4. Following all of these steps, Facebook will send you an email confirmation entitled “You have deactivated your Facebook account”. Of course, the email gives you a way to reactivate your account – Facebook really wants you to stick around, as your information is what supports their bottom line.
If this doesn’t go far enough toward protecting your privacy…
How To Delete Your Facebook Account:
If you are certain that you won’t use Facebook again (at least with your current settings, posts, photos, videos, groups and pages) and would like your account deleted, please keep in mind that you will not be able to reactivate your account or retrieve any of the content or information you have added. If you would like your account permanently deleted with no option for recovery, follow these steps:
1. Log in to your account and then use this link to Permanently Delete Your Facebook Account (and regain some sense of privacy). You should see this page:
2. Click submit to continue, enter your password, complete the security check and click OK to make sure that you want to continue with Deletion. It should look something like this:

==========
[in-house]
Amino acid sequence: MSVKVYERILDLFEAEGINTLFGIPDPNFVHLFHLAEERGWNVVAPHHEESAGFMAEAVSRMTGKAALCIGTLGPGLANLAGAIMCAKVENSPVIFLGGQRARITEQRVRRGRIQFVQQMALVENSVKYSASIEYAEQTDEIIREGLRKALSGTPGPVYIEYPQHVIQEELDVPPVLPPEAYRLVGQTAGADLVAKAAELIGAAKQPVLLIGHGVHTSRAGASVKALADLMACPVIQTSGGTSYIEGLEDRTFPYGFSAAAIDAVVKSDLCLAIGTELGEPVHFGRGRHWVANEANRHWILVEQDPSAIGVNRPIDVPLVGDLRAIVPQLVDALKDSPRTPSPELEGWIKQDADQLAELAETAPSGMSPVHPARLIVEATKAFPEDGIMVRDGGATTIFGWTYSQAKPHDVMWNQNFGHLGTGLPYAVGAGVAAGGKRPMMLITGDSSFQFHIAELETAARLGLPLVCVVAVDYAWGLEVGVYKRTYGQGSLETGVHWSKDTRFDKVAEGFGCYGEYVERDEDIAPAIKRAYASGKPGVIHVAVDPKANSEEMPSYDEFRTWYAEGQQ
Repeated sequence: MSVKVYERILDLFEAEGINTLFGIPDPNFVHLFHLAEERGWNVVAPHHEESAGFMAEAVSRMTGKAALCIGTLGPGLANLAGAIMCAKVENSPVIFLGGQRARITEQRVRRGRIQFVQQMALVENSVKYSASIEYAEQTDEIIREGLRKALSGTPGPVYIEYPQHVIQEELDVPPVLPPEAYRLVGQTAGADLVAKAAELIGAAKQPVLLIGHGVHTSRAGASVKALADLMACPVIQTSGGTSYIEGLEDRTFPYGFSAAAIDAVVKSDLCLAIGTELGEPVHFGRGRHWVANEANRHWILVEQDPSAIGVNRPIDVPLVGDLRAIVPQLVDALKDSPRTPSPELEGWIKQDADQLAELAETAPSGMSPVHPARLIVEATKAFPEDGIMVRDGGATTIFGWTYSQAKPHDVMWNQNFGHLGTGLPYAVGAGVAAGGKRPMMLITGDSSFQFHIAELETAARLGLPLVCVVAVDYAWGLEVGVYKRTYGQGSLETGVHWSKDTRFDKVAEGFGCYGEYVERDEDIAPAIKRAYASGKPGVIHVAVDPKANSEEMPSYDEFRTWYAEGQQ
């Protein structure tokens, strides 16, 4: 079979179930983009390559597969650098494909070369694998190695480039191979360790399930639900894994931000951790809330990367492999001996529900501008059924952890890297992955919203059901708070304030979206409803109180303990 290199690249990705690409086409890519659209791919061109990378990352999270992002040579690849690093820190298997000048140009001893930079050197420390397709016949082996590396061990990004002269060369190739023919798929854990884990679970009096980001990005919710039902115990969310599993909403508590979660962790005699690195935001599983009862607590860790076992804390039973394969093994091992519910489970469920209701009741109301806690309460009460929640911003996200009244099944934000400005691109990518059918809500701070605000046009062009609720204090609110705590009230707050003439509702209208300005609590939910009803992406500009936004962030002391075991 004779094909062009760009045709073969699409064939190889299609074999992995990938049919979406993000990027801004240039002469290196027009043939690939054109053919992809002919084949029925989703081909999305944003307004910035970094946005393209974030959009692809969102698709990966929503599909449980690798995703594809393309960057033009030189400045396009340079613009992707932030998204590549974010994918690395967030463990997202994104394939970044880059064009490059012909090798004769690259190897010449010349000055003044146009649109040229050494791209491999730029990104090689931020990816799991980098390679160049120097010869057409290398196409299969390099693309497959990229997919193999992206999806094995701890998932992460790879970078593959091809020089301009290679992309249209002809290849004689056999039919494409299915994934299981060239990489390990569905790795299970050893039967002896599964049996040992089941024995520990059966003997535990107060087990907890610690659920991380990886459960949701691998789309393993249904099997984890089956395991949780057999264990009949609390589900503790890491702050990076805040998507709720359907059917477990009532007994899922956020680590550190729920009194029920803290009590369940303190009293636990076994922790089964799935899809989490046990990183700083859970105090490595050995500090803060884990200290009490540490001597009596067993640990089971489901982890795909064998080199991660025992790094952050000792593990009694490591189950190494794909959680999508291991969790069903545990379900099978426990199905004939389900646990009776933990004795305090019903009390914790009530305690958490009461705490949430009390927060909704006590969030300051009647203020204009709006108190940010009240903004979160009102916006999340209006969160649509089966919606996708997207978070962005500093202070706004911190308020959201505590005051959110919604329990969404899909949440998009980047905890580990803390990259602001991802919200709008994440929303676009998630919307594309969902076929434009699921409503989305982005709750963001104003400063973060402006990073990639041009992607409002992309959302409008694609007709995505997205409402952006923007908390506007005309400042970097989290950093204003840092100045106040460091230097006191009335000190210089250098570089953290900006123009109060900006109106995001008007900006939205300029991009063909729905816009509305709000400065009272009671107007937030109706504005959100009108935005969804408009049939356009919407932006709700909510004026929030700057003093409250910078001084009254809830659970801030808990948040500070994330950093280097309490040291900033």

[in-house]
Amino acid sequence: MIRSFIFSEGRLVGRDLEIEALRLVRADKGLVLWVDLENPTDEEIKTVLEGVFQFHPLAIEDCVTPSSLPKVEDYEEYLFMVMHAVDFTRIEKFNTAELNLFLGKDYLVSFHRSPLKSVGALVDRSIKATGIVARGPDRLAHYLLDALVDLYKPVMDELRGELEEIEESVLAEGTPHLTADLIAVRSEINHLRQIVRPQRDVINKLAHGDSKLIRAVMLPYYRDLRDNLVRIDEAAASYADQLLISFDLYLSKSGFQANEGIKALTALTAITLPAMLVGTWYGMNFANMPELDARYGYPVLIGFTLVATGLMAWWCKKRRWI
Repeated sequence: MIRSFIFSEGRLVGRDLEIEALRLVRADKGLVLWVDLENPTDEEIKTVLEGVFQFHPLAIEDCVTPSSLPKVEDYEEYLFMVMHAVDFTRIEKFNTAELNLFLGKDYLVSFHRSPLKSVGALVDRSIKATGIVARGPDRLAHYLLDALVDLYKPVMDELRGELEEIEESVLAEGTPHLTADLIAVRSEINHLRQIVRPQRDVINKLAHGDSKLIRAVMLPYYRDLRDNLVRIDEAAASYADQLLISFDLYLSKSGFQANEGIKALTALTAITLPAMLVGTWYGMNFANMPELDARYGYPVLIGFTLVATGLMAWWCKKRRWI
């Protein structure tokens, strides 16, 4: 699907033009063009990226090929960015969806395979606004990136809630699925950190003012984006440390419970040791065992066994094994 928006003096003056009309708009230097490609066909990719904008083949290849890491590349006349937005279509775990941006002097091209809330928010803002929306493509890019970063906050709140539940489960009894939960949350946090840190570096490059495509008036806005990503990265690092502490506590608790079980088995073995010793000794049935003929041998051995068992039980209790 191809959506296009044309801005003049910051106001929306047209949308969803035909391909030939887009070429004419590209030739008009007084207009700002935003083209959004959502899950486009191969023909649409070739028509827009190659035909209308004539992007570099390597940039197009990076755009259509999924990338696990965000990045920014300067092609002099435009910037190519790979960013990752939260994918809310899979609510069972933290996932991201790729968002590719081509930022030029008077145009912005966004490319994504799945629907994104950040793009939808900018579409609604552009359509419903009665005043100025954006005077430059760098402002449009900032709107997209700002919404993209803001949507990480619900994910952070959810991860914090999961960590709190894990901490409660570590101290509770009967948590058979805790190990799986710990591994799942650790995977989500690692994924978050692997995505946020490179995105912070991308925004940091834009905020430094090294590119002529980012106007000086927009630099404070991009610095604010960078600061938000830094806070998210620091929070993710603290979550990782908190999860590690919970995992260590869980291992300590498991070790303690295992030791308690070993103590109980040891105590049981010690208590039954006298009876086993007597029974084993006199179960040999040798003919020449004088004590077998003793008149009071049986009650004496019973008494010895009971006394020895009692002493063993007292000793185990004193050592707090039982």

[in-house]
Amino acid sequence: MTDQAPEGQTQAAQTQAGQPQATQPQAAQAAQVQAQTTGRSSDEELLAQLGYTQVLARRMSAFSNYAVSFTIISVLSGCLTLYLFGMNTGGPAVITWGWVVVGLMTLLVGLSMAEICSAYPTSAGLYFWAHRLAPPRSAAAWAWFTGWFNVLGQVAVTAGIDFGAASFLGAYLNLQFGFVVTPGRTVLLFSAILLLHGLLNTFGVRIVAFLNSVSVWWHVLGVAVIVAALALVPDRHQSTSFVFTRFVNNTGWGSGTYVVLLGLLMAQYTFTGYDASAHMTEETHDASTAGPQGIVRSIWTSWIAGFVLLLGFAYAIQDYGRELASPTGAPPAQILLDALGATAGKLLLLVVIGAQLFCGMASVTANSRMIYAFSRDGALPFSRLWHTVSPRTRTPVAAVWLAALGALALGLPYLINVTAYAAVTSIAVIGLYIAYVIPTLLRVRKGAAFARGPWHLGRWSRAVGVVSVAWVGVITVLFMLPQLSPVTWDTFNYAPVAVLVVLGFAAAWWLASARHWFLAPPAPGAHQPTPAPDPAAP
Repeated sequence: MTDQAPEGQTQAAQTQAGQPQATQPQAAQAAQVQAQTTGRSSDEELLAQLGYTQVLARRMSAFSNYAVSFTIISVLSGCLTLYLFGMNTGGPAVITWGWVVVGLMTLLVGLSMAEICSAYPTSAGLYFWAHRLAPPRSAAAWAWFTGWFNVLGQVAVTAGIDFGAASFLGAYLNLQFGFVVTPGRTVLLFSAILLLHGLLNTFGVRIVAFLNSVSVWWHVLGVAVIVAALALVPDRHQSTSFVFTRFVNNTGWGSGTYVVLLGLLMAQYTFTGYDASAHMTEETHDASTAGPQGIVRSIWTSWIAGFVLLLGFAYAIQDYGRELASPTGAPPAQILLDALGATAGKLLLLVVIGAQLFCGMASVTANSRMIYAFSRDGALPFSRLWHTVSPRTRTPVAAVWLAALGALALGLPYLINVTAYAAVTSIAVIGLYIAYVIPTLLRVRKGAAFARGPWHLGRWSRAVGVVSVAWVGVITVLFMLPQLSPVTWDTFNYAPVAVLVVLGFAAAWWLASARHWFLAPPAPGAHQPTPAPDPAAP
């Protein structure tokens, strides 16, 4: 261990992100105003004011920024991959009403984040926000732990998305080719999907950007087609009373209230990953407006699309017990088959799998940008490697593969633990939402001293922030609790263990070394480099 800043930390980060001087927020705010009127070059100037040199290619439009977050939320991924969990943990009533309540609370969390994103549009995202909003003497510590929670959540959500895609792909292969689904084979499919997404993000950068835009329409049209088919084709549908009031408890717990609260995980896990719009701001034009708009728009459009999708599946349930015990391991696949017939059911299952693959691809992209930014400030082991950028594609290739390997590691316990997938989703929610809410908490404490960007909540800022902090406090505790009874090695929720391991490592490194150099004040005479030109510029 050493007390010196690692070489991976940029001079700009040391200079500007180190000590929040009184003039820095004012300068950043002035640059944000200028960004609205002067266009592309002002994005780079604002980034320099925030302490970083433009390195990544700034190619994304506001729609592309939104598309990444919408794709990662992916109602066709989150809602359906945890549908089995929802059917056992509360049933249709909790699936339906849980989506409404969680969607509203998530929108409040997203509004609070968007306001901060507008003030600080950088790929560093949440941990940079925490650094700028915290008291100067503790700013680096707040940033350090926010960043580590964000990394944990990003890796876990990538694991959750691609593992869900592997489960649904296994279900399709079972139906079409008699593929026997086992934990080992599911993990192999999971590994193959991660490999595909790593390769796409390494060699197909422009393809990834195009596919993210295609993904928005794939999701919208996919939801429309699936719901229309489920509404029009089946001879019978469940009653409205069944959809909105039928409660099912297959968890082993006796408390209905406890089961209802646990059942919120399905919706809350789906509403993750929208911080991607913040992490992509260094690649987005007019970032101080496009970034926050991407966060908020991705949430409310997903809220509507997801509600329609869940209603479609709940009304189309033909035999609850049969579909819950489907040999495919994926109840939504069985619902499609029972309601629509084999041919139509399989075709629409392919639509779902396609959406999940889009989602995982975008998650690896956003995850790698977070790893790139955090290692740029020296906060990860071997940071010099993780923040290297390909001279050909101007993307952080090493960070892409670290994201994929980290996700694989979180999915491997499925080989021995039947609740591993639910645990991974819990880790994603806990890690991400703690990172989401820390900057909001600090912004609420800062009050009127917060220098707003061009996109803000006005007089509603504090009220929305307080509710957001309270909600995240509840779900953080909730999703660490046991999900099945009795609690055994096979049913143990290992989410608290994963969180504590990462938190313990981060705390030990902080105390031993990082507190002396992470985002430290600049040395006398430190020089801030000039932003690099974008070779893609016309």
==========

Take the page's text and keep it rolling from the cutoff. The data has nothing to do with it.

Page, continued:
3. You will then be taken to one final page to confirm permanent deletion of your Facebook account:
Pay close attention to the second sentence. If you log into your account again (even automatically on your iPhone or in your browser or through an affiliated site like Twitter or LinkedIn) your profile will be reactivated.
4. After completing this process you should receive an email with a subject similar to: “Account Scheduled for Deletion”. At this point, you still have the option to cancel the request. Facebook will try to guilt you into staying (e.g., they may say that Joe Friend (one of your contacts) will really miss you).
Deleting your Facebook account is a very personal decision, but it is your right to have these tools for controlling privacy at your fingertips.
John Sileo is an an award-winning author and keynote speaker on identity theft, internet privacy, fraud training & technology defense. John specializes in making security entertaining, so that it works. John is CEO of The Sileo Group, whose clients include the Pentagon, Visa, Homeland Security & Pfizer. John’s body of work includes appearances on 60 Minutes, Rachael Ray, Anderson Cooper & Fox Business. Contact him directly on 800.258.8076.